It’s time to swap your running shoes for a pair of…high heels? A recent article in Scientific American reported that not only does wearing running shoes cause increased joint torque at the hip, knee, and ankle but even jogging in high heels is better for joints. So much for those fancy running shoes.
A study in Nature found 70-80% of runners who wear shoes land heel-first, whereas barefoot runners usually land toward the middle or front of the foot. (See pictures in the Scientific American article.) Daniel Lieberman, a Harvard University professor and an author of this study, remarked, “People who don’t wear shoes when they run have an astonishingly different strike.” Well, so what?
Barefooot runners reduce impact by pointing their toes more at landing, preventing a sudden stop. On the other hand (or foot in this case), landing on the heel when running without shoes is painful and can translate into a collision force 1.5 to 3 times the runner’s body weight. With the development of cushioned shoes, this initial pain has disappeared, and a high-impact, injury-inducing running style that human physiology cannot tolerate has emerged.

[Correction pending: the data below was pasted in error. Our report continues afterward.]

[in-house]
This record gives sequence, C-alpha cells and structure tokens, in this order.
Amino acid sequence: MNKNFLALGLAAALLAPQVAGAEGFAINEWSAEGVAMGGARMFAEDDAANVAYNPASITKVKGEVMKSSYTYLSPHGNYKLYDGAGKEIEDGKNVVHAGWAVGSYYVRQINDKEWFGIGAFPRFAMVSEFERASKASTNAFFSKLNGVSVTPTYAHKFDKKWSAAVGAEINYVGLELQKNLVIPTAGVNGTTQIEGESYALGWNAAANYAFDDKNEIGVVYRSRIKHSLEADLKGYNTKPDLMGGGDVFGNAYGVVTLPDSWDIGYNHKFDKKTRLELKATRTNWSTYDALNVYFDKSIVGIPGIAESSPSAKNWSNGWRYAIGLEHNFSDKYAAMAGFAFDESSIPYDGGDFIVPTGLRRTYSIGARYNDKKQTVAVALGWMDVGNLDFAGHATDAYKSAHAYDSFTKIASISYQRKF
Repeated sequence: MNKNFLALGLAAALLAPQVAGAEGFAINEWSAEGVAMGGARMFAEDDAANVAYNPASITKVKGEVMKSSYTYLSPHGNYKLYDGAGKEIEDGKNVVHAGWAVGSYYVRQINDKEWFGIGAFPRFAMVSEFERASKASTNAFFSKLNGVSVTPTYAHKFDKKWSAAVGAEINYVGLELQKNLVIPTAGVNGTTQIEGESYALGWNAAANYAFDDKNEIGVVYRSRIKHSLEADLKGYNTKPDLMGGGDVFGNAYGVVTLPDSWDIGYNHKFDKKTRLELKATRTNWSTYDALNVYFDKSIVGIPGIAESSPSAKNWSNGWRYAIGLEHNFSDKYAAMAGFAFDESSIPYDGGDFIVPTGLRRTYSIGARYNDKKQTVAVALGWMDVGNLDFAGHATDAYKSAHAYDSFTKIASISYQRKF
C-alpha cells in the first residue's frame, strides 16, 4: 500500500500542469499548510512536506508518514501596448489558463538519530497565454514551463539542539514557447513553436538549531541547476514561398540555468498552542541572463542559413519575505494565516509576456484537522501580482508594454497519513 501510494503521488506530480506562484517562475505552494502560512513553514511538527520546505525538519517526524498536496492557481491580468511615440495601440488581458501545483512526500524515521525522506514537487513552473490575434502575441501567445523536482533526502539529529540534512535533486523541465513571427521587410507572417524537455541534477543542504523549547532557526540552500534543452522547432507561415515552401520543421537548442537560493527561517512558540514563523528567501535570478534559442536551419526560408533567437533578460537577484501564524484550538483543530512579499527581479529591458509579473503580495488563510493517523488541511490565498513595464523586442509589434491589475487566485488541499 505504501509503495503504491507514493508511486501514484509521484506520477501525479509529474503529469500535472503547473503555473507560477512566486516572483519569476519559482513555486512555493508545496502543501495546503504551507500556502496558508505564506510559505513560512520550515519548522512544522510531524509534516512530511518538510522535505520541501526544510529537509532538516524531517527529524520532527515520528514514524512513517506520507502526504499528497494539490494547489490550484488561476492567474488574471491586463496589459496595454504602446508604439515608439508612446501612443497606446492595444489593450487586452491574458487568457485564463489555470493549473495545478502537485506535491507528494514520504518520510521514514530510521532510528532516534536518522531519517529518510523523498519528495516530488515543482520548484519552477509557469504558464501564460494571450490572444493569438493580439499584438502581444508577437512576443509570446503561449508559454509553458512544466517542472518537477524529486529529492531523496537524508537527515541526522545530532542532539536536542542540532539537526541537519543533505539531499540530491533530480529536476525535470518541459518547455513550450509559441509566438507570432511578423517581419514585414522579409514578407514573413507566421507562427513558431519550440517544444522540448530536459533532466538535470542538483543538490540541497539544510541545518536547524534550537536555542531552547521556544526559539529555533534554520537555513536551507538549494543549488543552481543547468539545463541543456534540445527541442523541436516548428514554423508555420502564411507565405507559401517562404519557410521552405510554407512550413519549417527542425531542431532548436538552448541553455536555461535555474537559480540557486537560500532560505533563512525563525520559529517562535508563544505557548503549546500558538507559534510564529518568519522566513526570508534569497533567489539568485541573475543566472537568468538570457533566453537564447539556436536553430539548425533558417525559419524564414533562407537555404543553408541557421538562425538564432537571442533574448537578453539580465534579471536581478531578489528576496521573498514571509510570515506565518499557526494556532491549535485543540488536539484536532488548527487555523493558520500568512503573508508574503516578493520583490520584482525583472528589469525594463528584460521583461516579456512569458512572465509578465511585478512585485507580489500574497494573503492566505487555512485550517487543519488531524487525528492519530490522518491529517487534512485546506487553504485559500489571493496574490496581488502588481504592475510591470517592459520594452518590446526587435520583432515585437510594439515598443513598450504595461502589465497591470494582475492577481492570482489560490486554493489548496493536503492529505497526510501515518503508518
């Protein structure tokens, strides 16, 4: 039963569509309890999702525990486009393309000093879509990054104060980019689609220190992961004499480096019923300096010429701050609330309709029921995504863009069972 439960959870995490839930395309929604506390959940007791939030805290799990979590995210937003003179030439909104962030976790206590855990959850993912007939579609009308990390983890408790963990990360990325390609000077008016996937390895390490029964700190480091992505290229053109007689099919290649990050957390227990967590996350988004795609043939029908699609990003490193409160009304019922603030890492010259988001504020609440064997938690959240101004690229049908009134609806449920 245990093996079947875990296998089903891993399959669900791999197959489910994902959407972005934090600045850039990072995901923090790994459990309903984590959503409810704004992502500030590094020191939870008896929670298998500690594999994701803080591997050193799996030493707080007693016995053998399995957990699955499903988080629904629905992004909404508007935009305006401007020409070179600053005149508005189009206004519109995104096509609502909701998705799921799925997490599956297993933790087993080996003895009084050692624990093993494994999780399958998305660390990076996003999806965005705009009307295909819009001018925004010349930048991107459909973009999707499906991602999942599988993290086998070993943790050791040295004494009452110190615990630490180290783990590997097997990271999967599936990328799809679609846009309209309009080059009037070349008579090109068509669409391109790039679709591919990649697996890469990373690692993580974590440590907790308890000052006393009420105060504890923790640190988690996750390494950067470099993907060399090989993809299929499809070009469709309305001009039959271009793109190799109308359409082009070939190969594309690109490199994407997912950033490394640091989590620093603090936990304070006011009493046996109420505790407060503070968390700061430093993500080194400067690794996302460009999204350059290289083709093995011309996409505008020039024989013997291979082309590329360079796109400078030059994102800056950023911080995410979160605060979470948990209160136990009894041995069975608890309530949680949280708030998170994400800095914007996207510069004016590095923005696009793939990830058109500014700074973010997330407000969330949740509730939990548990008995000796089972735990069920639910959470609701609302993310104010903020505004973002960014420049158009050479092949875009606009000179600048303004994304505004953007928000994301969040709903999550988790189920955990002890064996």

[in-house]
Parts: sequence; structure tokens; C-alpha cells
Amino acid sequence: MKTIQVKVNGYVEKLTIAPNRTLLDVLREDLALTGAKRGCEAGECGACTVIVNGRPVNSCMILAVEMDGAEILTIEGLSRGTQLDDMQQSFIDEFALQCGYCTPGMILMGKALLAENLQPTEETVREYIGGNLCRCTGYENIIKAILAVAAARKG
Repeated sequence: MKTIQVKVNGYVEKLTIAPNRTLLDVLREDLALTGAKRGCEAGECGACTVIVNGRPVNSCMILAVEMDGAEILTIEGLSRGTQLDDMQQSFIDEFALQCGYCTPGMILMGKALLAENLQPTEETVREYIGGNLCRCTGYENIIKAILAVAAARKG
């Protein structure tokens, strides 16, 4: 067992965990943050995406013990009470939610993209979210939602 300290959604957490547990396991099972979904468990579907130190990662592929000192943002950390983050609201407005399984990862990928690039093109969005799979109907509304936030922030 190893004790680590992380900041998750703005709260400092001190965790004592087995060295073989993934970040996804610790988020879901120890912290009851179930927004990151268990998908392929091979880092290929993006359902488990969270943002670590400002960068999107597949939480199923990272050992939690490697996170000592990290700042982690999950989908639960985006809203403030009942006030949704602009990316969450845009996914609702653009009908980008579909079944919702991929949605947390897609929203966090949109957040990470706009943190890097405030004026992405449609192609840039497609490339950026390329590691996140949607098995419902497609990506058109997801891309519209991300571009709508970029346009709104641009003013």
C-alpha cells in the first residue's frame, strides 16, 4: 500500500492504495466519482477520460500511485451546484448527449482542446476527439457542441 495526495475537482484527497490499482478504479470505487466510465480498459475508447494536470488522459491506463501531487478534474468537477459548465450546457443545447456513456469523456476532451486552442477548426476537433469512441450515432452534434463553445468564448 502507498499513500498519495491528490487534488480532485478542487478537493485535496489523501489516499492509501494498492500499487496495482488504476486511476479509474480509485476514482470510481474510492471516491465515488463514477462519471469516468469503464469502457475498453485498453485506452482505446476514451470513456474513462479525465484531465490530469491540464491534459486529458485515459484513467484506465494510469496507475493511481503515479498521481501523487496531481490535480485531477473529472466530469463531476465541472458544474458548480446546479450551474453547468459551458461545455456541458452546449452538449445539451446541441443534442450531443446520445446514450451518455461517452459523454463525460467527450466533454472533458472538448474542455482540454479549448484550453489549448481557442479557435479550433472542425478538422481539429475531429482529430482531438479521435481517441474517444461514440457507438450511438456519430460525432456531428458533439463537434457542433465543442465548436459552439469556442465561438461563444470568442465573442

Christopher McDougall, an avid runner and author of the best-selling book Born to Run, had been plagued by running injuries until he visited the Tarahumara Indians of Mexico, a tribe known for running long distances while only wearing thin-soled sandals. In this article, he argues that running doesn’t inherently cause injuries and that running has only recently become associated with pain and injury. To hear more about McDougall’s story, check out this video.
Despite this evidence, I’m not quite ready to hit the ground running. Looking for a compromise between no shoes and barefoot running, I found FiveFinger footwear. These sock-like shoes allow the benefits of barefoot running while providing protection for your feet. Don’t expect to find me running barefoot in the snow anytime soon, but barefoot running or running with FiveFinger footwear looks promising.
- blog authored by Kelsie Eichel